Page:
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Morality proves the existence of God

“Can morality be independent of God?”

Many people argue that God is not the source of morality and that people can act ethically without religion. Outside of God, society has complete control over what is considered right or wrong. Morality without religion is completely subjective. There were times when slavery was allowed and alcohol was banned; now it is the opposite.

So who determines the foundation for our morals? From the theistic point of view, objective morals are rooted in God. Without God, those morals would be rooted in the opinions of imperfect people.

The problem with separating morality from God is that people will never universally agree on set rules for right and wrong. For example, Nazi Germany believed in anti-Semitism and that their part in the Holocaust was morally right. The majority of the world would strongly disagree with them, holding vastly different opinions. This is a large scale example on the bias within the world when it comes to deciding on moral principles. Our world is so diverse in its laws that every state, country or continent can have two completely different views on moral laws.

From the theistic point of view, our moral values are rooted in God. God’s holy and perfect nature gives us the absolute standard by which we can measure all actions and attitudes against. He is without flaw and holds all of the desirable traits necessary to be morally perfect.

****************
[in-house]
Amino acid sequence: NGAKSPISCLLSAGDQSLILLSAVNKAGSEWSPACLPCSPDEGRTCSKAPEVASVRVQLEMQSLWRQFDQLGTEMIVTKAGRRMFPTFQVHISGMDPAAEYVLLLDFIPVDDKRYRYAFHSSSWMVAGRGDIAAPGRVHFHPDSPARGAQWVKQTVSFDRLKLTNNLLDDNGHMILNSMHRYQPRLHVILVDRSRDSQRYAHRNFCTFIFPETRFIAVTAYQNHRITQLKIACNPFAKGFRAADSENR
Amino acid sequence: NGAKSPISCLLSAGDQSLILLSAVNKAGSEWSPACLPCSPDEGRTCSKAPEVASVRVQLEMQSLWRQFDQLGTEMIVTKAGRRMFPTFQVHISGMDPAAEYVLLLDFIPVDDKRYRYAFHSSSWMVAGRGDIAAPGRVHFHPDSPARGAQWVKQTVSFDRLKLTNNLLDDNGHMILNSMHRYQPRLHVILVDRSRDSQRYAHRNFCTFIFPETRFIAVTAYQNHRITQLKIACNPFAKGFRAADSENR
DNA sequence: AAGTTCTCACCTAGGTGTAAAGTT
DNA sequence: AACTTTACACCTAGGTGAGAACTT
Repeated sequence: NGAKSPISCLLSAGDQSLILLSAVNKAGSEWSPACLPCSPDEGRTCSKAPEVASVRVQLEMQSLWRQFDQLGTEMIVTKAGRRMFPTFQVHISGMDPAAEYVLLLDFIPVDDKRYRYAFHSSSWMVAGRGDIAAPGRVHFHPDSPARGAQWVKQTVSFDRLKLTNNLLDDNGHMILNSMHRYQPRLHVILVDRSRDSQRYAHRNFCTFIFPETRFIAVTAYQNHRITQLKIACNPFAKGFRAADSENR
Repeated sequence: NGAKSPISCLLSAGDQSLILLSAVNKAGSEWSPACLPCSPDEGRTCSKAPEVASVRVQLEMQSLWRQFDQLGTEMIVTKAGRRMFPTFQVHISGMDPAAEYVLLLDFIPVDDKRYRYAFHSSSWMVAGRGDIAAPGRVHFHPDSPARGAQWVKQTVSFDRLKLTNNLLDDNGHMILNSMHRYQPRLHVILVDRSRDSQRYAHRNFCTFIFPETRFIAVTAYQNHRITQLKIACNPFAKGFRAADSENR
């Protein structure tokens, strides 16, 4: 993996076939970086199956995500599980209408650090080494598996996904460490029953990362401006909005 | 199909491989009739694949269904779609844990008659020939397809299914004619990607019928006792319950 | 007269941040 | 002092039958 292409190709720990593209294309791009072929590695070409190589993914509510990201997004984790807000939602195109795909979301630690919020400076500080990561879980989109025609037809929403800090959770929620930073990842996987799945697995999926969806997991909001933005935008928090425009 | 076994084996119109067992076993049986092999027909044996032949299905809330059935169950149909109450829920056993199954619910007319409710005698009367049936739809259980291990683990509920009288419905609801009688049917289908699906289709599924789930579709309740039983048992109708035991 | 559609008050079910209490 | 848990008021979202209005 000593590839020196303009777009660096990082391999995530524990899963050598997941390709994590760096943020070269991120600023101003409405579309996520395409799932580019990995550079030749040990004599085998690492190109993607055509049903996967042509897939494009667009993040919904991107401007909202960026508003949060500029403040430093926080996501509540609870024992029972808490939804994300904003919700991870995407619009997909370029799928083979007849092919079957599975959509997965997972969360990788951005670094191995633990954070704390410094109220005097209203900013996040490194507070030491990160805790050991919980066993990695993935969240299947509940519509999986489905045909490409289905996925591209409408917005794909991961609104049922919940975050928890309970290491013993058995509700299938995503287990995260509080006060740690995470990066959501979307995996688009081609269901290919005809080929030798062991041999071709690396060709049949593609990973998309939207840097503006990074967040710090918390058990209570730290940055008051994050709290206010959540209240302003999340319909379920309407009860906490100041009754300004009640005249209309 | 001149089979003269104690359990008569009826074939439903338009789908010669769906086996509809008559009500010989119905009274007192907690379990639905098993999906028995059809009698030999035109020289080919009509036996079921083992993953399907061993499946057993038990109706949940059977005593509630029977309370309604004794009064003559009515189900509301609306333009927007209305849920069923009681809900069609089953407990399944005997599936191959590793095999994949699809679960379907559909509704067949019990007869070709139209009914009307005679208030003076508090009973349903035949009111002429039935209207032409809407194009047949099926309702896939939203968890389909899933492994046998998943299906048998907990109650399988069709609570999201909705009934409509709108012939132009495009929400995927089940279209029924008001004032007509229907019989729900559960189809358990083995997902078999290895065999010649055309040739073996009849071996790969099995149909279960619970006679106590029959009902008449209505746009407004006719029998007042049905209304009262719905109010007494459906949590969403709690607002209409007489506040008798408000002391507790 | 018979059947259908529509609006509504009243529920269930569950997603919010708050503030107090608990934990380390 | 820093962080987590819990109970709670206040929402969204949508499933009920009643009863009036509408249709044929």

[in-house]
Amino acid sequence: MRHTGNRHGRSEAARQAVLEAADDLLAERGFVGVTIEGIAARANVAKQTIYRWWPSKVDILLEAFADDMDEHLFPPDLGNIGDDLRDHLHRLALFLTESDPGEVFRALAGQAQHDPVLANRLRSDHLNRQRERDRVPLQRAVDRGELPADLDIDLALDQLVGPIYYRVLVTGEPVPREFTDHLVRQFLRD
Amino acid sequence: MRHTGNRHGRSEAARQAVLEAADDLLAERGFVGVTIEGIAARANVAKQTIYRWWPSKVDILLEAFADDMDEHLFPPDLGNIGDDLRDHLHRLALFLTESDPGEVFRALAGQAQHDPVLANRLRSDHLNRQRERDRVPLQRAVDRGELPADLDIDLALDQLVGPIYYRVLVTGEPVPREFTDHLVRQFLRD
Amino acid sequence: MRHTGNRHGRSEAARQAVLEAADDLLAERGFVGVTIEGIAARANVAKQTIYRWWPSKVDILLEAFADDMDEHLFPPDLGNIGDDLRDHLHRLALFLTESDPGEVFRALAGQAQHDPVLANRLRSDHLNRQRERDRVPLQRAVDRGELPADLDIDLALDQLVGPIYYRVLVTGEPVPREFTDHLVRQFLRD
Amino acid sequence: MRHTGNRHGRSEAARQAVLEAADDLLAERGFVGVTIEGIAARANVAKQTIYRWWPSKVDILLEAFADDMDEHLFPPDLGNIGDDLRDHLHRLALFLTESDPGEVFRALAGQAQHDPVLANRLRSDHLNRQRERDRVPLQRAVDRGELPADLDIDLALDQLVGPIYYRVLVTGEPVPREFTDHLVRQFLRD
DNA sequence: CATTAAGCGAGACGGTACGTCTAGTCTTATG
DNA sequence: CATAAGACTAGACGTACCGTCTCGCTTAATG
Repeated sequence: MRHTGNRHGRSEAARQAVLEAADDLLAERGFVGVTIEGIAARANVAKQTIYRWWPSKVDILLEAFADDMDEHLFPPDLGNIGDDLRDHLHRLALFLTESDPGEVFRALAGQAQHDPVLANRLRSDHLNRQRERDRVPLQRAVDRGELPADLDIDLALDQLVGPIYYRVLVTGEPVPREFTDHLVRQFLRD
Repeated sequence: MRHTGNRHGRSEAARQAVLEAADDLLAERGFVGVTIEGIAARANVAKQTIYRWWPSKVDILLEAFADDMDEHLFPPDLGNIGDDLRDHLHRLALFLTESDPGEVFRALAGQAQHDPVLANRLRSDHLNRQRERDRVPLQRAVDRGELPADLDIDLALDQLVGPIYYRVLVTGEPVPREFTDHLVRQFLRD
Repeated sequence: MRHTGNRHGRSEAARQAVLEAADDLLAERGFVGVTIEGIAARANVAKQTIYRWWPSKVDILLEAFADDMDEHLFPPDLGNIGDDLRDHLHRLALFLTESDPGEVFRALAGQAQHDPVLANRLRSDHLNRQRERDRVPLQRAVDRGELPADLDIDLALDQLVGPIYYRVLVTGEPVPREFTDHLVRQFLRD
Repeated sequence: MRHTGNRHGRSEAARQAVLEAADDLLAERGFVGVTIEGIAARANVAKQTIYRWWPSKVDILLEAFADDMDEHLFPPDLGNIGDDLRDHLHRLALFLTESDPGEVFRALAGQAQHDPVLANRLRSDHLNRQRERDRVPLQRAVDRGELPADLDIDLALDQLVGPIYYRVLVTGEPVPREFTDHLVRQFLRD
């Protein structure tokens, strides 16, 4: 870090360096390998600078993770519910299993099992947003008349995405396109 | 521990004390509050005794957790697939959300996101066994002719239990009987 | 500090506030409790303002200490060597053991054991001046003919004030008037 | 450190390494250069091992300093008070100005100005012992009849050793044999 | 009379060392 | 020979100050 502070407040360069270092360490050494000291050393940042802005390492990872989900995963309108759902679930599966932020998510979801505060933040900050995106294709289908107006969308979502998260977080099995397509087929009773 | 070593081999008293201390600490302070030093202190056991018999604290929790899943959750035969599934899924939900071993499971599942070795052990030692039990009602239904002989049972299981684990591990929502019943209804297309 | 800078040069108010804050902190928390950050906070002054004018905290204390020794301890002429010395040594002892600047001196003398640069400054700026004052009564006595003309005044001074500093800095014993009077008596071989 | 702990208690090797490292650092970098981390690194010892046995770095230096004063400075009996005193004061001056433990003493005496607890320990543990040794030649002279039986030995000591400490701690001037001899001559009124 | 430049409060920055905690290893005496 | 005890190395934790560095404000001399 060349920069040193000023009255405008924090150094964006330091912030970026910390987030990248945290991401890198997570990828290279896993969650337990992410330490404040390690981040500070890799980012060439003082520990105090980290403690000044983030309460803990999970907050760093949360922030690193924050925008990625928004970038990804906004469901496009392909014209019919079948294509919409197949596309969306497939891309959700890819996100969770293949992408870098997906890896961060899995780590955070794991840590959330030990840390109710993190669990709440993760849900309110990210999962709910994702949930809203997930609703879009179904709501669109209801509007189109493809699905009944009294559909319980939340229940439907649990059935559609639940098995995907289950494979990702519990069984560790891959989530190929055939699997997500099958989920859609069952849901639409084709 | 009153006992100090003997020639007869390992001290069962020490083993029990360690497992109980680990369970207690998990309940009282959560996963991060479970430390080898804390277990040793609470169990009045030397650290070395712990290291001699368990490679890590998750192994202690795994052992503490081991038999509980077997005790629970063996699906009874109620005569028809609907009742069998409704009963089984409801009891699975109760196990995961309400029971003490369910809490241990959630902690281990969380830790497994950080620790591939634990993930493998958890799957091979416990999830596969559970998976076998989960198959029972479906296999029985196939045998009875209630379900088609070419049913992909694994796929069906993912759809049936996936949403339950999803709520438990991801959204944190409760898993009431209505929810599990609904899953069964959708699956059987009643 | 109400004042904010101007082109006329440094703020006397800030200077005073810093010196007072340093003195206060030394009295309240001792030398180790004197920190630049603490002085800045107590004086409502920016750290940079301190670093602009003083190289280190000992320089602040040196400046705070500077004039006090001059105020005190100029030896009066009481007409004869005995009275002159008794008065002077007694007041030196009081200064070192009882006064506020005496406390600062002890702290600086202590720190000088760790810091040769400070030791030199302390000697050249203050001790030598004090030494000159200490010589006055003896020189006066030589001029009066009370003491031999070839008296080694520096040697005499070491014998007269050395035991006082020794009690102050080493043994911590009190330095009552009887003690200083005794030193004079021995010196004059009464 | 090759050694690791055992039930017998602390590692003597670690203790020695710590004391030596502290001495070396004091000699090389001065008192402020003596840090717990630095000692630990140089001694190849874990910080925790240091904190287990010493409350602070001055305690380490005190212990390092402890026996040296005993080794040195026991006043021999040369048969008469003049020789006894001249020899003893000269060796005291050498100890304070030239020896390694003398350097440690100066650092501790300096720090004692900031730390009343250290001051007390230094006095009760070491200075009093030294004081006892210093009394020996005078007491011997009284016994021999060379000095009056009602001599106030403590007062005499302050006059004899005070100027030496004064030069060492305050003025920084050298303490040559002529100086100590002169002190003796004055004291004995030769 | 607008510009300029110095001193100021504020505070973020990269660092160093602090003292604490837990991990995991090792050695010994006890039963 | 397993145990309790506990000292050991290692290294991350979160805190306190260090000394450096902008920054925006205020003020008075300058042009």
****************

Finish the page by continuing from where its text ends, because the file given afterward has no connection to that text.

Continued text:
God also holds all people morally accountable for their actions. His righteousness will always prevail, punishing all evil and wrongdoing. God has already triumphed over evil through His son Jesus, and because of that, we live in a moral universe. Despite all of the sin prevalent in societyGod’s justice will balance the scales in the end. Thus, the moral choices we make in our lives will have internal significance and consequence. I think it is clear that theism provides a solid foundation for morality.

Now, hypothetically, say that atheism is true. Objective morals would no longer exist. So, if God is non existent, who decides on the foundation of morality? More specifically, who would decide on the value of human beings? Without God, we have no reason besides our own self-interest to believe humans are special and hold great value or that their moral standards are true. Who even decided in the first place that we had moral obligations? In the absence of God, who or what imposes moral responsibility on us?

“Morality is just an aid to survival and reproduction, . . . and any deeper meaning is illusory,” wrote Philosopher of Science Michael Ruse.

So, if God does not exist, then it is plausible to think that there are no objective moral values, that we have no moral duties and that there is no moral accountability for how we live and act. In theory, a morally neutral world would be horrific. If, on the other hand, we can rationally conclude that objective moral values and duties do exist, then we have good grounds for believing in the existence of God. We cannot truly be good without God, but if we can, in some measure, be good, it proves that God exists.


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